I agree with you, Terry, and Gina as well. You can absolutely tell the difference between a self-published book (usually cheesy covers and poor editing, sometimes poor writing)and a traditionally published one.

    There is no shortcut in this business. To get published, you have to “pay your dues” so to speak. You need to become obsessive about the craft. You need to network. You need to listen to criticism. You need to write, write, write.

    I started writing 14 years ago. My first book was published last year. I shudder to think of what kind of book I would’ve produced in the infancy of my career. I’m thankful I knew nothing of self-publishing so I wouldn’t be tempted to hand something in before it was ready or I was ready.

  3. relevantgirl Says:

    Oh, and BTW, Terry, you’ll like my redesign of my blog. Run on over and you’ll see what I mean.

  4. Terry Whalin Says:


    Thank you for the affirmation of my observation about self-published books.


    My appreciation for your comment. The redesigned blog is fantastic. How did you know I struggle to read on a black background (the previous rendition). The pink is attractive and yet inviting. Keep up the good work.


  5. michelleu Says:

    Where do you come up with the 6 million figure for proposals floating out there? Is this an ironic, joking number, or something based on reality? I read proposals nearly every day and a figure that large is very discouraging!

  6. Terry Whalin Says:


    I didn’t create that six million proposal number in my post. It came from Jerry Jenkins and is on a page of statistics which Dan Poytner maintains at:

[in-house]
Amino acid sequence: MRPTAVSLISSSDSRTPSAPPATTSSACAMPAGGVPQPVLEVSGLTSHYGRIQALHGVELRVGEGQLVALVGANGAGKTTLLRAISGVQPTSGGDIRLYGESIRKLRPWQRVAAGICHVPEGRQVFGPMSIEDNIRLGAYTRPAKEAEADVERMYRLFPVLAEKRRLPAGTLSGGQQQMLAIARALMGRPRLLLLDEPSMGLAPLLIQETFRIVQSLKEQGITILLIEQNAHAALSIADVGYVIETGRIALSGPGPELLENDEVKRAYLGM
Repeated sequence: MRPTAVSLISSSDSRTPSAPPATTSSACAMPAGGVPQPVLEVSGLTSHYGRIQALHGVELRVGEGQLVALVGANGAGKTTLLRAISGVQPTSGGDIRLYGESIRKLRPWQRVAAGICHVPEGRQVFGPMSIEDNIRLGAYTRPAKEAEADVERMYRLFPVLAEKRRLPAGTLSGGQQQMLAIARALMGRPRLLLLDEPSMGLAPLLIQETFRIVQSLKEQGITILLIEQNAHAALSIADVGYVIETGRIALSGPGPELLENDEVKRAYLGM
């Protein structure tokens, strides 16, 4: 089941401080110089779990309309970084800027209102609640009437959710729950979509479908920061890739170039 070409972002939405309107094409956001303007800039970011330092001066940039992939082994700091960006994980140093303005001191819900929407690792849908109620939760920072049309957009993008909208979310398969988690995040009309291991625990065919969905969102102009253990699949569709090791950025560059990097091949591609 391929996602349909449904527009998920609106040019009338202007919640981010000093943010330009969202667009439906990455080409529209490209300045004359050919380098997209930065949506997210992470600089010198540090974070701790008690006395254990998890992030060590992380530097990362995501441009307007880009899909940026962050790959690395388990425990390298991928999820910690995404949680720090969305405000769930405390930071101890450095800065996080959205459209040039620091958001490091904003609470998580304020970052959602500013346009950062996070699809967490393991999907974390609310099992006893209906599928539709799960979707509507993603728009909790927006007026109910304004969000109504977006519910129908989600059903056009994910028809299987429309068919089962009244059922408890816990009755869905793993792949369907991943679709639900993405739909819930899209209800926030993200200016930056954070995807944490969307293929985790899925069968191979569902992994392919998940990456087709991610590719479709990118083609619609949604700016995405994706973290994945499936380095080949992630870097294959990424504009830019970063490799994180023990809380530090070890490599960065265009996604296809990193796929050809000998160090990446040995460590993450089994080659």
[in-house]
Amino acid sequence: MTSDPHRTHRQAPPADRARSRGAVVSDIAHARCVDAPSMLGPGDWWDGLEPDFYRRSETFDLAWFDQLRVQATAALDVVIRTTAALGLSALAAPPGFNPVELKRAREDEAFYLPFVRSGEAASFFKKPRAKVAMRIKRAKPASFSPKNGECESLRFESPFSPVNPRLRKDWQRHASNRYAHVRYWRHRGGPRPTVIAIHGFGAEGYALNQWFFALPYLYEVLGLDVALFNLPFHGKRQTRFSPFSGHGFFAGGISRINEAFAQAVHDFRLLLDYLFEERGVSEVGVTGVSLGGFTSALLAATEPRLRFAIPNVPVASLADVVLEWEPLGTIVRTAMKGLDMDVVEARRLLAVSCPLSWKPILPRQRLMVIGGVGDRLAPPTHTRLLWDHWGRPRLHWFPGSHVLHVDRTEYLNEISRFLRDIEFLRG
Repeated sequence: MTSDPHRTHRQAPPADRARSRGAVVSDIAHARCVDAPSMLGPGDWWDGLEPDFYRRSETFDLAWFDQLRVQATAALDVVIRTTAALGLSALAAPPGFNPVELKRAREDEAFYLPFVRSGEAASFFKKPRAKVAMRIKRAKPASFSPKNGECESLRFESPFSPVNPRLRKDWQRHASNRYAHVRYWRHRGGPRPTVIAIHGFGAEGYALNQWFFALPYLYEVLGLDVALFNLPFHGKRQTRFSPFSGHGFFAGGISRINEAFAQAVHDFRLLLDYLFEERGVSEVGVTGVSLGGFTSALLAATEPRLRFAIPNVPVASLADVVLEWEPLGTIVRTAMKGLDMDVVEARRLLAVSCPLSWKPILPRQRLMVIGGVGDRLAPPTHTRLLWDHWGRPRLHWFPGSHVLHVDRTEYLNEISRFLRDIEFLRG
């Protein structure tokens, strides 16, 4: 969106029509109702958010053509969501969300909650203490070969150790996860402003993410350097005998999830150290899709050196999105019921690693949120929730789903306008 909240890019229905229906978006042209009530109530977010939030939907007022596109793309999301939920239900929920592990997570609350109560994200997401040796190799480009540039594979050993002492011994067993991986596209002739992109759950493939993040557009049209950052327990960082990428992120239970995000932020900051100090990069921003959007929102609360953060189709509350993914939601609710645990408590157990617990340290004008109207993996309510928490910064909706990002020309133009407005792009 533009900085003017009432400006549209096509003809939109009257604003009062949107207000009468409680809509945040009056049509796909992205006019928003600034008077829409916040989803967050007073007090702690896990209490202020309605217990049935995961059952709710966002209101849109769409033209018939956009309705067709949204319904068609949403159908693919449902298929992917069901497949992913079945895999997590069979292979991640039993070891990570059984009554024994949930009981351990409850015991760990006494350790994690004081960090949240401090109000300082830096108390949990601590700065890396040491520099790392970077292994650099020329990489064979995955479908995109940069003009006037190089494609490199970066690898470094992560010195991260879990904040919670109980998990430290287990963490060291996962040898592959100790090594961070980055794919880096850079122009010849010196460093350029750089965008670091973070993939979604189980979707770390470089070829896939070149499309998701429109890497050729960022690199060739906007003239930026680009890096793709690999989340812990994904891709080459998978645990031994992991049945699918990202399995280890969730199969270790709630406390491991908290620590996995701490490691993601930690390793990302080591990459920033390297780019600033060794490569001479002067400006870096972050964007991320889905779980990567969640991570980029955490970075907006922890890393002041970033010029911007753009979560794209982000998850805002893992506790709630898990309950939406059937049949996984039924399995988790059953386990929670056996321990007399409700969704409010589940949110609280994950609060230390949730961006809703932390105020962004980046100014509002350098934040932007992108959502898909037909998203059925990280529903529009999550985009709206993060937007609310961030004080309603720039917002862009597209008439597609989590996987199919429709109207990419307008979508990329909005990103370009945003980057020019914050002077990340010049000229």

My point of bringing it to focus was not to bring discouragement. I read proposals every day as well. I receive them from many people who are clueless about how to create a good one or one that stands out from the pile. It is possible–but it takes more work than most people want to put into it. In general, I’ve found that writers (like the rest of the human race) tend to take the easy way out. I’m pushing for something different and excellent in our proposals. And I find a tiny bit of it changing as people use tools like Book Proposals That Sell.


  7. Donna J. Shepherd Says:

    Yes, when you threw out that 6 million number in your session at the Erma conference, jaws dropped. You said, “Iā€™m an unusual consumer in that I look at the content but also the packaging of the book.” While you may overtly check out the packaging, I think everyone does so subconsciously, don’t you?

  8. michelleu Says:

    Very interesting statistics. Thanks for sharing this link. I’m still appalled . . . I read 150 queries last week and feel like I’m drowning. But I sure have learned a lot about querying and proposing my own projects! šŸ™‚

  9. barb in florida Says:

    Terry — I don’t disagree with your comments about self-publishing, but from the consumer end, I pick up lots of traditionally-published books and wish I hadn’t spent the money. That’s when I wonder how the game is really played.

  10. Sam Pakan Says:

    Excellent points, all. I might add from a writer’s perspective, that I NEED a more objective perusal of my work than I’m able to generate.

    I have a manuscript that I thought finished two years ago. With each new reader, however, I am learning it was nowhere near ready. I’m simply not able to distinguish intent from accomplishment. Submitting my work to an editor provides me with a more objective evaluation of what’s actually been accomplished.

    Experiencing that is neither comfortable nor enjoyable, but it is necessary. A self-published writer, I would think, might be tempted to skip that difficult process.